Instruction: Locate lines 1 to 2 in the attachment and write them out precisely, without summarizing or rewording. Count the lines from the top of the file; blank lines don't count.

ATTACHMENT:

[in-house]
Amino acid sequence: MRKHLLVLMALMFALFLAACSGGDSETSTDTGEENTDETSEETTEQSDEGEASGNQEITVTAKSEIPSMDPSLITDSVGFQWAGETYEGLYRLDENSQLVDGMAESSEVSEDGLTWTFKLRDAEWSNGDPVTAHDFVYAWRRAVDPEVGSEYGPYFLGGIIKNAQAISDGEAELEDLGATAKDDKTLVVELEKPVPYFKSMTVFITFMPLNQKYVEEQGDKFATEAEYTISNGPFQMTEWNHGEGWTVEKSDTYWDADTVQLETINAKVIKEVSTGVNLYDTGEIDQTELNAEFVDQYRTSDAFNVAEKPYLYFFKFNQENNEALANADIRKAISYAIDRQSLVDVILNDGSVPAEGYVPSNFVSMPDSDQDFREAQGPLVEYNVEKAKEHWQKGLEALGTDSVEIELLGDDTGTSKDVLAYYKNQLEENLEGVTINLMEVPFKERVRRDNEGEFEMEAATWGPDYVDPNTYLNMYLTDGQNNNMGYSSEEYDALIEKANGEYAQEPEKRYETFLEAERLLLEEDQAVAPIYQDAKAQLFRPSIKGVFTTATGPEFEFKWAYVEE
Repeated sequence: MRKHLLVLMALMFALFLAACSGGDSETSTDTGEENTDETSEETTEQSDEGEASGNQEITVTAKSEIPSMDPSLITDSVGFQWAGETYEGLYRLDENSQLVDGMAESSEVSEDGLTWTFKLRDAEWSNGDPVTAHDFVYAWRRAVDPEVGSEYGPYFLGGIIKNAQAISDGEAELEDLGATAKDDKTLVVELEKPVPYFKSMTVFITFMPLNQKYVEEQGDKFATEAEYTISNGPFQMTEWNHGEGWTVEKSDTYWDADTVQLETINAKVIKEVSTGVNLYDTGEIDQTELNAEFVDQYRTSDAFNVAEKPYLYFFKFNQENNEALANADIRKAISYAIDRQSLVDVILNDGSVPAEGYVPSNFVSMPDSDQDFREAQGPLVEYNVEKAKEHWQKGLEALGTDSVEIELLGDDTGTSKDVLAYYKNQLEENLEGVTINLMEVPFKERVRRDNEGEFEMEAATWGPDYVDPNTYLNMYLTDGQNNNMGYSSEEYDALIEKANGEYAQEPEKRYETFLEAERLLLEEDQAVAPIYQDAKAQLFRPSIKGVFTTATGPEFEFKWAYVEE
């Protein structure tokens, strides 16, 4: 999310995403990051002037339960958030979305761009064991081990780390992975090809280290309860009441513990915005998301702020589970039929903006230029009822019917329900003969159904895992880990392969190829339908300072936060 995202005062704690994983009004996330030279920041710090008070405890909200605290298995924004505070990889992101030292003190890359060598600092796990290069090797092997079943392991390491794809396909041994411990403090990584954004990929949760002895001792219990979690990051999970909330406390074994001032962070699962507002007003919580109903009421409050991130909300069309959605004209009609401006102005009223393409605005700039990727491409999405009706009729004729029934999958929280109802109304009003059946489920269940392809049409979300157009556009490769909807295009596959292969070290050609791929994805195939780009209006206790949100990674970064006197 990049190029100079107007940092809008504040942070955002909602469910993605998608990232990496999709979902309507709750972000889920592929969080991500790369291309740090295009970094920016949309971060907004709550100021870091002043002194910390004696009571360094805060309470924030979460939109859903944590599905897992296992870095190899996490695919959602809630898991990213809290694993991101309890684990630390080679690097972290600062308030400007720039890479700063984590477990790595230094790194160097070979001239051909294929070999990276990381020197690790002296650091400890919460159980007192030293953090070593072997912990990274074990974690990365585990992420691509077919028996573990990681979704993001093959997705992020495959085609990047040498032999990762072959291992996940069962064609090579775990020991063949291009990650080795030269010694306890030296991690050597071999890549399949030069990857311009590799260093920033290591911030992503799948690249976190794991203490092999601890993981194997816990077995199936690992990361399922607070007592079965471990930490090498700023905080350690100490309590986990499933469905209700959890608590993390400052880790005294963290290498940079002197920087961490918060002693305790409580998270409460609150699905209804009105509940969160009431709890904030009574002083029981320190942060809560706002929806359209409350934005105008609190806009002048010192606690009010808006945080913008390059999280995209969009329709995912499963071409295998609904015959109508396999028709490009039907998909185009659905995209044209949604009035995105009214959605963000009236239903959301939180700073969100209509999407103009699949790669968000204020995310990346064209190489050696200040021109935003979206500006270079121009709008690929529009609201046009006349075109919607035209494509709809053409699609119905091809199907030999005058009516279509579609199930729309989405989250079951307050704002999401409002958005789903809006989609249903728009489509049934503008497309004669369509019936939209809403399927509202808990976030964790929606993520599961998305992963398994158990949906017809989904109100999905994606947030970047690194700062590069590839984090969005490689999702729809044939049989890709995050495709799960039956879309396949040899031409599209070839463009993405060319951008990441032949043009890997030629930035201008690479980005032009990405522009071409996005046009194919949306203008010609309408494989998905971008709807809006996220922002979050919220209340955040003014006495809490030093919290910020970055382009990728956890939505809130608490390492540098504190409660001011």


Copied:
[in-house]
Amino acid sequence: MRKHLLVLMALMFALFLAACSGGDSETSTDTGEENTDETSEETTEQSDEGEASGNQEITVTAKSEIPSMDPSLITDSVGFQWAGETYEGLYRLDENSQLVDGMAESSEVSEDGLTWTFKLRDAEWSNGDPVTAHDFVYAWRRAVDPEVGSEYGPYFLGGIIKNAQAISDGEAELEDLGATAKDDKTLVVELEKPVPYFKSMTVFITFMPLNQKYVEEQGDKFATEAEYTISNGPFQMTEWNHGEGWTVEKSDTYWDADTVQLETINAKVIKEVSTGVNLYDTGEIDQTELNAEFVDQYRTSDAFNVAEKPYLYFFKFNQENNEALANADIRKAISYAIDRQSLVDVILNDGSVPAEGYVPSNFVSMPDSDQDFREAQGPLVEYNVEKAKEHWQKGLEALGTDSVEIELLGDDTGTSKDVLAYYKNQLEENLEGVTINLMEVPFKERVRRDNEGEFEMEAATWGPDYVDPNTYLNMYLTDGQNNNMGYSSEEYDALIEKANGEYAQEPEKRYETFLEAERLLLEEDQAVAPIYQDAKAQLFRPSIKGVFTTATGPEFEFKWAYVEE